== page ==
Crazy idea for improving town-gown relations
According to the Baltimore Sun, in "Towson looks for solutions to town-gown relations," Baltimore County Councilman David Marks of District 5, the location of Towson University and Goucher College, has organized the Greater Towson Residential Task Force, which includes county officials, university leaders, students and neighbors.
From the article:
Marks asked the task force Wednesday to explore creating a special overlay zone for Towson University, that would require additional rules and penalties for residential areas near the school, and take a look at the code enforcement process and whether property owners have sufficient tools to evict problem tenants.
He also wants them to look at ways to enhance neighborhood stability and accommodate student renters. "I'd like you to be imaginative," he said. Some residents on the task force complained that some consider Towson a college town.
"We're losing people to other parts of the county, and they're never coming back," said Mike Ertel, a past president of the Greater Towson Council of Community Associations. He said Towson is losing starter homes in neighborhoods such as Burkleigh Square to college renters.
Local landlord Randy Cooper said being a college town has its benefits.
"Instead of us against them, we should be celebrating," said Cooper, who is not related to the university spokeswoman. He spoke of student spending on local businesses.
Towson University senior Scott Rappaport, one of the school's community ambassadors, said students and neighbors need to work together.
"I feel like residents have a preconceived notion that students are going to come in and cause havoc. So, students feel like they're being attacked because they're not being given a chance," said Rappaport, 21. "We need residents and students to really trust each other."
When I worked in Towson (Sept 2009-June 2010) there was no question that the pedestrian activity in the retail district was mostly generated by Towson University students. At the same time, this shapes the retail offer in particular ways, towards fast food and other types of convenience retail, not unlike how the commercial strip on Rte. 1 in College Park, Maryland is very much oriented to the kind of retail that appeals to people 18-25 years old.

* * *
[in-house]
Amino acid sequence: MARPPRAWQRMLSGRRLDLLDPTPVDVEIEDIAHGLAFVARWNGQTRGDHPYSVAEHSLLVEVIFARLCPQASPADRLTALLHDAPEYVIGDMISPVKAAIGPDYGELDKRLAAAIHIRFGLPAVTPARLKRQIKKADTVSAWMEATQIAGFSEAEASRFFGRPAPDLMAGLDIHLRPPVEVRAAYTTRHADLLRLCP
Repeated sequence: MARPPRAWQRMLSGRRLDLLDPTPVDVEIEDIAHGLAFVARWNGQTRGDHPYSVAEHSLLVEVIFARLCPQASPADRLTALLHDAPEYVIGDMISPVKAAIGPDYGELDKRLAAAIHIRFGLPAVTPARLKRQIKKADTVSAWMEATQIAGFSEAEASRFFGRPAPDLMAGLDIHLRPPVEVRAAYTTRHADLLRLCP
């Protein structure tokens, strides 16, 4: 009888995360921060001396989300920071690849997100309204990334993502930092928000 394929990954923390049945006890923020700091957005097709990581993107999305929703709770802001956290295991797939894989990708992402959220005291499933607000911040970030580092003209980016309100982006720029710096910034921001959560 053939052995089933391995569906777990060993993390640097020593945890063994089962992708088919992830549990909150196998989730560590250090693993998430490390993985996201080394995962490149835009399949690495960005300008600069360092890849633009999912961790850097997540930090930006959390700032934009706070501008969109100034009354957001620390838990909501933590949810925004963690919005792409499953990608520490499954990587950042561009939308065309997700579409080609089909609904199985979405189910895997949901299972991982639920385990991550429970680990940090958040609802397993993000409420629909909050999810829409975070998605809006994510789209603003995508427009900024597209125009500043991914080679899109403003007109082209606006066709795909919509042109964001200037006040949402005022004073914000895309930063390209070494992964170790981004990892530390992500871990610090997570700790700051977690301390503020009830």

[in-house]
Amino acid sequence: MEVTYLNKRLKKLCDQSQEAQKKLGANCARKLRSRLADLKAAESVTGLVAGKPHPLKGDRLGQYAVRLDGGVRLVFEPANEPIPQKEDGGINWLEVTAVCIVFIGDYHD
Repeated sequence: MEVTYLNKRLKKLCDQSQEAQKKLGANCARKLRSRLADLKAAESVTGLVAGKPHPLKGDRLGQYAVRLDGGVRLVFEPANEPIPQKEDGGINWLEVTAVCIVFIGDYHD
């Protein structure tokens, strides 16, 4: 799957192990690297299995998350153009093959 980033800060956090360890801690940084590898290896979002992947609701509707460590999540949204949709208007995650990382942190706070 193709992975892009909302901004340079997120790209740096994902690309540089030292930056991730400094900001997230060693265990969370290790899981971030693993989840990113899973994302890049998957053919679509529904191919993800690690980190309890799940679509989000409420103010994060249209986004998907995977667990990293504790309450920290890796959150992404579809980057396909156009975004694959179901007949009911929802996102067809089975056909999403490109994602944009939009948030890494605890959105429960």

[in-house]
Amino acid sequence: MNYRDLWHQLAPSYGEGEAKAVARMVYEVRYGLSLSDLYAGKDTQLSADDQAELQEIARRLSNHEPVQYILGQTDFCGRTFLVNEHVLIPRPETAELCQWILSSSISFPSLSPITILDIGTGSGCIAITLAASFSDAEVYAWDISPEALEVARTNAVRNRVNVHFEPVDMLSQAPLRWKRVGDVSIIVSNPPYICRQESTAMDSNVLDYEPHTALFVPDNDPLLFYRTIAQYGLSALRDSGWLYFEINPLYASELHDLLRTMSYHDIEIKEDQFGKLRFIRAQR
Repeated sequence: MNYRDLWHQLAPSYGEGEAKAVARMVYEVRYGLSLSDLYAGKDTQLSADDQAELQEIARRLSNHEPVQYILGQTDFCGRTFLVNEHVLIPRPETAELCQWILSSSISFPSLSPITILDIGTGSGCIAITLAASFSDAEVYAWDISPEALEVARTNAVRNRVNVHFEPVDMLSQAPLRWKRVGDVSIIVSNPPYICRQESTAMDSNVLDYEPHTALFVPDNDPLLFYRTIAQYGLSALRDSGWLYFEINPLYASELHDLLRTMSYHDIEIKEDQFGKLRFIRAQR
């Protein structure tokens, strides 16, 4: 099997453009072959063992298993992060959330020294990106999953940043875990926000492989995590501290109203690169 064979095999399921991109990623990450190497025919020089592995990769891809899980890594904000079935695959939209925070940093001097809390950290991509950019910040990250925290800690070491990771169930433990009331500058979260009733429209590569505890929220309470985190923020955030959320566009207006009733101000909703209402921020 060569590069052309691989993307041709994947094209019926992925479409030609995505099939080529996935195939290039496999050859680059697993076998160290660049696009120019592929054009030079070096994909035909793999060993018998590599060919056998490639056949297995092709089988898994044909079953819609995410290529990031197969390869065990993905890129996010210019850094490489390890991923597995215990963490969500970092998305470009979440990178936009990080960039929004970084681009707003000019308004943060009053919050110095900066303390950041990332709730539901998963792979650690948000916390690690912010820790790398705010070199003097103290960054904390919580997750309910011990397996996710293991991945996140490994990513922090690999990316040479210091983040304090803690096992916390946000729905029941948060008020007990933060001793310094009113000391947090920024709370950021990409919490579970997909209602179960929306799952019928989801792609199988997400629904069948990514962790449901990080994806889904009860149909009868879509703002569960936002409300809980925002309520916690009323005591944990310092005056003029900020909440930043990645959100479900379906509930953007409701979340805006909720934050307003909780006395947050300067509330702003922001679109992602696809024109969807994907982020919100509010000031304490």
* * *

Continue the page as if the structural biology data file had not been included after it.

On the other hand, most communities lack the kind of energy that a college campus can generate, and this energy is key to retail revitalization in those communities.
Greater Greater Washington has had a number of pieces about the updating of the Georgetown University campus plan and neighborhood opposition, which can be pretty virulent. The Northwest Current community newspaper recently had an article (March 9th edition) about American University's desire to build a dormitory on a parking lot on Nebraska Avenue and local opposition, because of a perception that this is too close to the abutting neighborhood.
In College Park, Maryland, there is a University student liason to the City Council, appointed by the college student government (see "College Park finalizes guidelines for UM liaison attendance: Student representative could be removed for missing too many council meetings" from the Gazette).
I can't claim that these kinds of University-neighborhood task forces will all of these kinds of problems, but they have to help.